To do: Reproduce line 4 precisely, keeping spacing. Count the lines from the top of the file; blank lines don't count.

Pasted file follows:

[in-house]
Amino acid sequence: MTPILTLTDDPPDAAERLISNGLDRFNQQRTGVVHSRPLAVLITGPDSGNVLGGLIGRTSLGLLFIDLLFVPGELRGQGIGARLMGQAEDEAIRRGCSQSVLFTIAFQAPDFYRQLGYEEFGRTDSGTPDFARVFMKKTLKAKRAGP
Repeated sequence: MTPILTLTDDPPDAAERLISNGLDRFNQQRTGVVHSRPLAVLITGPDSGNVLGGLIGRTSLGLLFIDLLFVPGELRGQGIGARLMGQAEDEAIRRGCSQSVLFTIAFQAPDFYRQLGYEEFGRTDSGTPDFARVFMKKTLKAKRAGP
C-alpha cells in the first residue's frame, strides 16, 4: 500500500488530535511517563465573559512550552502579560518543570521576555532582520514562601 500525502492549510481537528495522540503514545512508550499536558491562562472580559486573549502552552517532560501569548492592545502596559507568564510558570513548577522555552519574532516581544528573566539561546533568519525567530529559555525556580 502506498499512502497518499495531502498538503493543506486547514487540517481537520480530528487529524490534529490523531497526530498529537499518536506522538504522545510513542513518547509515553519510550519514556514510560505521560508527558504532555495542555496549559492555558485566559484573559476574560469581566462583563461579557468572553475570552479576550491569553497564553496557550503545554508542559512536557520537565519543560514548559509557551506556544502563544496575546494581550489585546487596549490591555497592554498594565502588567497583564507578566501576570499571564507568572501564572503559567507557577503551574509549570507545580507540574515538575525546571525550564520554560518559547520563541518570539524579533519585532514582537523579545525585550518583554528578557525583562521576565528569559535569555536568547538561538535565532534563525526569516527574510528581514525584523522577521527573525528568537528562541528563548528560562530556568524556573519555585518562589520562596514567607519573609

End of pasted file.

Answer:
C-alpha cells in the first residue's frame, strides 16, 4: 500500500488530535511517563465573559512550552502579560518543570521576555532582520514562601 500525502492549510481537528495522540503514545512508550499536558491562562472580559486573549502552552517532560501569548492592545502596559507568564510558570513548577522555552519574532516581544528573566539561546533568519525567530529559555525556580 502506498499512502497518499495531502498538503493543506486547514487540517481537520480530528487529524490534529490523531497526530498529537499518536506522538504522545510513542513518547509515553519510550519514556514510560505521560508527558504532555495542555496549559492555558485566559484573559476574560469581566462583563461579557468572553475570552479576550491569553497564553496557550503545554508542559512536557520537565519543560514548559509557551506556544502563544496575546494581550489585546487596549490591555497592554498594565502588567497583564507578566501576570499571564507568572501564572503559567507557577503551574509549570507545580507540574515538575525546571525550564520554560518559547520563541518570539524579533519585532514582537523579545525585550518583554528578557525583562521576565528569559535569555536568547538561538535565532534563525526569516527574510528581514525584523522577521527573525528568537528562541528563548528560562530556568524556573519555585518562589520562596514567607519573609